Among the lower tiers of prospects, there are a few general types. There are players with one loud tool, or a particular role in which to excel that forms a narrow pathway to the major leagues. There are young players who may appear raw and undersized, but have plenty of potential projection left to them as they grow, learn, and get stronger. Then there is the all-around player who doesn’t stand out much, but has more polish to his game and few distinct weaknesses. Infielder Andre Lipcius is a good example of that last group.
Upside is certainly important in evaluating prospects, and by and large we’re probably more prone to betting on the players with the loudest tools. However, likelihood of success is also a big component of grading or ranking prospects, and this is where Lipcius fits in. He probably won’t ever hit for enough power to become a full-time third baseman, but his hit tool and defensive ability give him a fairly good chance for a career as a utility player.
Lipcius hails from Annapolis, Maryland and played his college ball for the University of Tennessee. The Tigers selected him in the third round of the 2019 amateur draft. The go-to detail with Lipcius is the fact that he studied nuclear engineering in college, and brings some analytical firepower to his approach to improvement on the baseball diamond.
He wasn’t exactly sought after as a prep prospect, and at Tennessee, Lipcius moved positions from first base his freshman year, to shortstop, and finally to third base his junior year, the position that appears the most natural fit for him defensively. What really led him to getting selected 83rd overall in 2019, was the work he put in with Vols hitting coach Josh Elander once Elander joined the coaching staff prior to Lipcius’ sophomore year in 2018.
His bat made a real leap that season, with Lipcius posting an .872 OPS with seven home runs in 56 games. In 2019, he had an even bigger year, with a .985 OPS and 17 home runs in 61 games. The strength of his development as a hitter, coupled with sound defensive fundamentals and a good arm, formed a relatively complete package the Tigers were willing to spend the first pick in the third round on.
Lipcius has a fairly disciplined approach and a willingness to shorten up and battle a pitcher in two-strike mode. In fact, he may go too far in that aspect, as he really will just play pepper with a pitcher in those situations. Lipcius has the hands to make plenty of contact, but is also likely to be vulnerable to better breaking stuff as he progresses through the minor leagues. He generally draws average raw power grades, but doesn’t seem likely to get to enough of it in-game. As we saw in his brief 2019 tour of West Michigan, Lipcius will spray line drives and ground balls to all parts of the field, but his swing and approach aren’t really built for power.
Defensively, Lipcius has good hands, plays with good fundamentals and instincts, and has the arm to comfortably handle third base. Below average speed does limit him a bit defensively and on the basepaths. He could probably handle shortstop in a pinch, but his future is going to see him playing the other three infield positions depending on how the bat progresses.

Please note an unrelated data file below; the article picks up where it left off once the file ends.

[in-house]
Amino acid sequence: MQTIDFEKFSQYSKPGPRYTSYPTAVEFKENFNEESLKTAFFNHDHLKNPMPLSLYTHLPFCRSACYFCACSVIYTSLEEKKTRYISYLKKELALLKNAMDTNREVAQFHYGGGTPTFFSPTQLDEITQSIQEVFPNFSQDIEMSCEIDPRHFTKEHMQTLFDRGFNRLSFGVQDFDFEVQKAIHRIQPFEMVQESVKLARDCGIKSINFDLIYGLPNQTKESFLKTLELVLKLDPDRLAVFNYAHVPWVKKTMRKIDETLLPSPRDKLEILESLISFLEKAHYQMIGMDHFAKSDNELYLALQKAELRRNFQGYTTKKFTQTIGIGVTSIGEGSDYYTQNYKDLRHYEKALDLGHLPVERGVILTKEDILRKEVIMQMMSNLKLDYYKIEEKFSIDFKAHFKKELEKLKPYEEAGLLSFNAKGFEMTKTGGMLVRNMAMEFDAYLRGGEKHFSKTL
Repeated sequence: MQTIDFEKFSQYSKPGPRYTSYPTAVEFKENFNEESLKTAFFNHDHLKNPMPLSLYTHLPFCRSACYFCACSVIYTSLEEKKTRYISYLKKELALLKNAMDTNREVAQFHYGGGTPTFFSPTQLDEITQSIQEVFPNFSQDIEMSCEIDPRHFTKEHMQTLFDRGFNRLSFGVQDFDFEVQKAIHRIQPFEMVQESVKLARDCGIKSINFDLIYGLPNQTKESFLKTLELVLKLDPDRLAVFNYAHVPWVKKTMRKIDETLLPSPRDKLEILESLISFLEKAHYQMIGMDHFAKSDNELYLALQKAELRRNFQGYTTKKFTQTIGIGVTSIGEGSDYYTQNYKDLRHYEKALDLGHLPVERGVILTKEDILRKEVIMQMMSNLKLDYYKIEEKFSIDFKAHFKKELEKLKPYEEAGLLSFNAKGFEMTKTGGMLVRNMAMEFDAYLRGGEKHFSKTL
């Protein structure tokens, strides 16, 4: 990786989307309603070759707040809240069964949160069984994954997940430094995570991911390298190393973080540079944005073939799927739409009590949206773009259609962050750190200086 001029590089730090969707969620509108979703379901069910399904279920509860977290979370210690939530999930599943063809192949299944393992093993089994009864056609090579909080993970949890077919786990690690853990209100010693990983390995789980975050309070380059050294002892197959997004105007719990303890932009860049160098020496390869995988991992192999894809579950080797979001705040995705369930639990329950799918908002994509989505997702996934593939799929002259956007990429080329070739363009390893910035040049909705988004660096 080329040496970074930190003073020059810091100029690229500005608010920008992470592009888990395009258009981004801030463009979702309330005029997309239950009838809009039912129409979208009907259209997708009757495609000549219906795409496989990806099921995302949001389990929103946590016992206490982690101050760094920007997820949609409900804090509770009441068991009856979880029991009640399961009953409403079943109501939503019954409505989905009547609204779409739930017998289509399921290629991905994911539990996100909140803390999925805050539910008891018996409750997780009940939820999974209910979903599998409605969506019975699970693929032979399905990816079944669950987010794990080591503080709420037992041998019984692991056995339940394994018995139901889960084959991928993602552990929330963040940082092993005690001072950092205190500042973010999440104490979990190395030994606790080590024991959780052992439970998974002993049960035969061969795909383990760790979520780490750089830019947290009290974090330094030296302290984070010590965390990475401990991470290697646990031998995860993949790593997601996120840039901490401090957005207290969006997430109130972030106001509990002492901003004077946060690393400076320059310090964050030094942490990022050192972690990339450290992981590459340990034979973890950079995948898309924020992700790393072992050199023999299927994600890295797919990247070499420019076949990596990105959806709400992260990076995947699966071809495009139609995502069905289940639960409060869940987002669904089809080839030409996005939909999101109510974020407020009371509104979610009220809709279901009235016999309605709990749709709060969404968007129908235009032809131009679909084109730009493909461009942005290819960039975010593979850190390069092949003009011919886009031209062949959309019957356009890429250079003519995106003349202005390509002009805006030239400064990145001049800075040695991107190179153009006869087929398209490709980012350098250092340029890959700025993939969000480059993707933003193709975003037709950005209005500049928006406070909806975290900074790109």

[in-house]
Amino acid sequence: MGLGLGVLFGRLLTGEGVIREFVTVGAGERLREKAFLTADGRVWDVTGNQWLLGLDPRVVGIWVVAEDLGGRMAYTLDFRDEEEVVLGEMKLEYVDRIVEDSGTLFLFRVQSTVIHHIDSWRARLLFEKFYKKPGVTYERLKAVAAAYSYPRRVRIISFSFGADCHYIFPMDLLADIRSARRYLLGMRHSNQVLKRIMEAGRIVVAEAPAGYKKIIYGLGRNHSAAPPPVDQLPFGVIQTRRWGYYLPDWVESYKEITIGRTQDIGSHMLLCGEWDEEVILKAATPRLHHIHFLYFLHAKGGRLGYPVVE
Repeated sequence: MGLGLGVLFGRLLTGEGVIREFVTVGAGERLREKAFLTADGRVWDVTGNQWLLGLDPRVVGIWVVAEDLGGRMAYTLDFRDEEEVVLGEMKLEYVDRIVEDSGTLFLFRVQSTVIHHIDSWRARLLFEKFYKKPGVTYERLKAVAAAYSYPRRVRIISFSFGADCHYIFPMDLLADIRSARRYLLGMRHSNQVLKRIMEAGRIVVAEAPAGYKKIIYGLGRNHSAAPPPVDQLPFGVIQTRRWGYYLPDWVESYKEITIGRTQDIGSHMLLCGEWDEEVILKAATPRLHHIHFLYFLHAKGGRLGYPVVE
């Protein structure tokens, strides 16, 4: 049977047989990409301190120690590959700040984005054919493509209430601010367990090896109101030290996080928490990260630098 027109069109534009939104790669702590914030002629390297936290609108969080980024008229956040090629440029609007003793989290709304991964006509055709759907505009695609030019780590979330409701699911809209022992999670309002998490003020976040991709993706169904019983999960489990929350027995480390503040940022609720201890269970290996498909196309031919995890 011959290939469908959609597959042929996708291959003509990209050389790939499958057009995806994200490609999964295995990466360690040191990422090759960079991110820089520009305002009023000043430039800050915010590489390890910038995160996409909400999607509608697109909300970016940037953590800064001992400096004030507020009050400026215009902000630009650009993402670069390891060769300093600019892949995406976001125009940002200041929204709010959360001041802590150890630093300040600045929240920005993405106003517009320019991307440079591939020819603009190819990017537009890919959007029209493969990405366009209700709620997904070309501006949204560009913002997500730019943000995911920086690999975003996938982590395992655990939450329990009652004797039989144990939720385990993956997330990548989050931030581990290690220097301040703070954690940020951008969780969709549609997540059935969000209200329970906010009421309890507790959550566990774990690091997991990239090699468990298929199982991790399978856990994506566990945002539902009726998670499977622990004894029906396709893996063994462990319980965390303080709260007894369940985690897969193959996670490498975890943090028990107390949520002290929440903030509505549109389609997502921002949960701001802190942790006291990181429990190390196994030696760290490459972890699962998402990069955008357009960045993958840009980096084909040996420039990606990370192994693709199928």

So far this has probably sounded pretty good. Some feel to hit and plate discipline, with a versatile glove and enough arm to play third base. He draws good marks for brains and work ethic and has shown the ability to implement adjustments and improve. The question is where to find enough upside in a non-shortstop infielder without much power potential.
Even if we bet on him working out in terms of pure hitting and on base percentage, and proving out as a quality defender with some versatility, there is still the matter of power production. The physical ability to hit 20-25 home runs is certainly present, but his swing and approach are decidedly focused on putting the ball in play. He held his own in his 67 game pro debut in Class-A West Michigan post-draft, but was overpowered at times and didn’t drive the ball with a lot of authority.
Right now he looks like a player who could be successful into the upper minors, but more of a bit player at the major league level even if things go well according to plan. Lipcius is in a group of recent college position players the Tigers have drafted who all entered the year of COVID with big question marks and didn’t get a chance yet to answer them. If he starts making more hard contact he’ll be a name to watch. Until then he’s still a step behind guys like Nick Quintana and Kody Clemens.
Projected 2021 team: Advanced-A West Michigan Whitecaps
This is where things get a bit tricky. Lipcius played for the Whitecaps in 2019, but with the minor league realignment, the Midwest League is now considered the advanced level. West Michigan is also a possible landing spot for 2020 first overall pick Spencer Torkelson, who is working at third base for the time being to see if he can pick it up to an acceptable degree. Maybe they each play some first and third, or perhaps Torkelson starts in Lakeland with the organization’s player development staff, before embarking on what should be an aggressive path through the minor league levels. Either way, for Lipcius to stay on track he needs to get to Double-A Erie this season and prove capable of doing more damage against a better caliber of pitcher.